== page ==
There will be one tough mudder

TERRY JONES, SUN MEDIA

, Last Updated: 8:18 AM ET

Showers. Clearing. Thunderstorms. Five millimetres of rain.

That's the forecast for today's final round of the CN Canadian Women's Open.

The timing of the clearing part is the key.

Rain, which sent the majority of a crowd of 14,750 home early yesterday, may come into play today.

How that might affect the attendance, which sits at 49,150 and would be a slam dunk to break the record of 61,000 with sunshine, is open to debate.

You'd figure with leader Lorena Ochoa being from Mexico, cold wet weather might be the best hope Laura Diaz and Paula Creamer might have sitting tied for second four strokes behind her.

But cold conditions were the order of the day and rain came when the leaders were on the sixth and seventh holes and Ochoa was within an inch of breaking the course record with her last putt in shooting a seven-under-par 64, don't make any bad bets.

"It's tough to play in the rain but I actually love the rain. It's been good to me. For some reason I just feel very comfortable.

"The British Open was rainy and cold, too. And conditions today, while not as cold and not as windy ... it was a long day in the rain.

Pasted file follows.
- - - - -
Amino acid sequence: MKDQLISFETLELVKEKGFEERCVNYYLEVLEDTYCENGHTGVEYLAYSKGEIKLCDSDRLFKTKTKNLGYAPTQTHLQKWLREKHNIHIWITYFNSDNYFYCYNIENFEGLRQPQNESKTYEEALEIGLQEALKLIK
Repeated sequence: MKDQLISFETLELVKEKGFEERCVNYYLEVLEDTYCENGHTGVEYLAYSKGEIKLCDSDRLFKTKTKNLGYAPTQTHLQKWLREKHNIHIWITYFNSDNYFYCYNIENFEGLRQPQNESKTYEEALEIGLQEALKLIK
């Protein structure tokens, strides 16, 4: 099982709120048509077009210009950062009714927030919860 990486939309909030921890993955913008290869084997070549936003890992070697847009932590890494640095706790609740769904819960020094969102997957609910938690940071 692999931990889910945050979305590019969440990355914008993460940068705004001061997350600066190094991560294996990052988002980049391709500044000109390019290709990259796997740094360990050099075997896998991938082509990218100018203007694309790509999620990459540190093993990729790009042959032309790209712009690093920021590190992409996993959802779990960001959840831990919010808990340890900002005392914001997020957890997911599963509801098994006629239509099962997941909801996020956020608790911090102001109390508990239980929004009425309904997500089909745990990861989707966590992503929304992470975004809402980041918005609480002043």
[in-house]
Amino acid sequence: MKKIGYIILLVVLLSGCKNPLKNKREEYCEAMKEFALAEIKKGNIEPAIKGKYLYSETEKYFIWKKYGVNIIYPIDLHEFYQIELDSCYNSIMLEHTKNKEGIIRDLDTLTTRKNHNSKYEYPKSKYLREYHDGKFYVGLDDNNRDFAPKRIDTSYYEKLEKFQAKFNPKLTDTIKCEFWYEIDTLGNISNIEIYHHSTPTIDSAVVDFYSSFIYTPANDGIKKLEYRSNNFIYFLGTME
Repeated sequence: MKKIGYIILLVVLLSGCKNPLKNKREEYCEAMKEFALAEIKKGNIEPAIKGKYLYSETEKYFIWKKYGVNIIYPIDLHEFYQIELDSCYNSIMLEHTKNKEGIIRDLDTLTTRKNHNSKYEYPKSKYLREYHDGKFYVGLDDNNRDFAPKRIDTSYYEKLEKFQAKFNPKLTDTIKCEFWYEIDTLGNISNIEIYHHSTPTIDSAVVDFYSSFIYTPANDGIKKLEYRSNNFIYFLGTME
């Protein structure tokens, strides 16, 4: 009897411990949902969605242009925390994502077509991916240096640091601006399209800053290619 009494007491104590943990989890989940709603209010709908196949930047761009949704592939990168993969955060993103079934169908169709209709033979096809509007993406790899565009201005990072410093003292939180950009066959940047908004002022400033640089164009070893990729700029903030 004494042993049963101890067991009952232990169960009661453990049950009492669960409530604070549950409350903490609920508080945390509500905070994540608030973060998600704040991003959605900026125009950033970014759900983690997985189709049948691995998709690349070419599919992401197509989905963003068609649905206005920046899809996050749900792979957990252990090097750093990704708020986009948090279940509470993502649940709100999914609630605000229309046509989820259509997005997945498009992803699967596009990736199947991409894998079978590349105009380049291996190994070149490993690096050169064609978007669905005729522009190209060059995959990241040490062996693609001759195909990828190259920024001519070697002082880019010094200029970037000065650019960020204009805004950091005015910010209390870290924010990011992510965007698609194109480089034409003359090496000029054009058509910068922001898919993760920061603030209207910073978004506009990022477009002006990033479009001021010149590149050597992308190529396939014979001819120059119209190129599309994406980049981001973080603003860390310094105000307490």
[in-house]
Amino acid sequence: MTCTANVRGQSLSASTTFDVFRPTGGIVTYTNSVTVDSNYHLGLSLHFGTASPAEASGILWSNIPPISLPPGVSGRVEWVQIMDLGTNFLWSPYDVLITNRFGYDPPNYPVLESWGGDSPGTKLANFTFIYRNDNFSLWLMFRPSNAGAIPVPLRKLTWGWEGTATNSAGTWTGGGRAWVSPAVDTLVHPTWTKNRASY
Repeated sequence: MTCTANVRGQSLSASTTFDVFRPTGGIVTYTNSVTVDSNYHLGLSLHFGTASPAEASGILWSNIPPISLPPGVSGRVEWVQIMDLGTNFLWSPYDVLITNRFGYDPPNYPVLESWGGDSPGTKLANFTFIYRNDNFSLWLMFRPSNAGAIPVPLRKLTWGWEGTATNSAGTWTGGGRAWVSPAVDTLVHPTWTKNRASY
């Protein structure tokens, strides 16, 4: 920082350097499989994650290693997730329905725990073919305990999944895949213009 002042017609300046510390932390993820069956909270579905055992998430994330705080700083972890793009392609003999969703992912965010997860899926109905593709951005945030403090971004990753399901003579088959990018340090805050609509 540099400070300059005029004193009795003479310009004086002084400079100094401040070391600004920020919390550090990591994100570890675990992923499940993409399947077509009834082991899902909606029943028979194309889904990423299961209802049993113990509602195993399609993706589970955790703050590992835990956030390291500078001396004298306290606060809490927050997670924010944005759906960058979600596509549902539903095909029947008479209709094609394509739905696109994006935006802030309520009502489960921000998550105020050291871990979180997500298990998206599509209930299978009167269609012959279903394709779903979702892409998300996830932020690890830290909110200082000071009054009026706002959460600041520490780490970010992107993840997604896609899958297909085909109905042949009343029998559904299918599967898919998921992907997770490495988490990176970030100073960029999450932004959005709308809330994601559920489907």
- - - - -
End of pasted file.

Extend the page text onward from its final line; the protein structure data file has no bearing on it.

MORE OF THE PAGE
"I'm never too comfortable playing with a sweater or jacket but over the last few weeks I'm getting more comfortable."

Mhairi McKay, the Scottish lass who fired a six-under 65 yesterday in the cold and wet, said she doesn't mind the forecast one bit.

"I guess I must just feel at home here," she laughed. "It seems like there's a little rain coming in and that happened at St. Andrews in the British Women's Open, too," said McKay, who shot a six-under on the final day to finish in a tie for 11th at the tournament in her nation two weeks ago.

The top Canadian, in a tie with McKay for 13th, doesn't mind the forecast, either.

"Yeah, obviously we Canadians don't get the weather that they do in the U.S. and the south," said Alena Sharp.

"When I was growing up I would play and practise in the rain because you have to know how to play in all types of weather and I think that's helped me," said the Hamilton golfer. Going to school at New Mexico State, I learned to play in really horrible winds in the spring.

"Yeah, I would say I'm a mudder. I play better when conditions are not so great."

Paraguayan Julieta Granada, who shot a five-under 66 yesterday to move into a tie for seventh, didn't exactly grow up with conditions like this.

"In Paraguay we usually have really nice days and if it rains, we don't practise, we just usually take the day off," she laughed.


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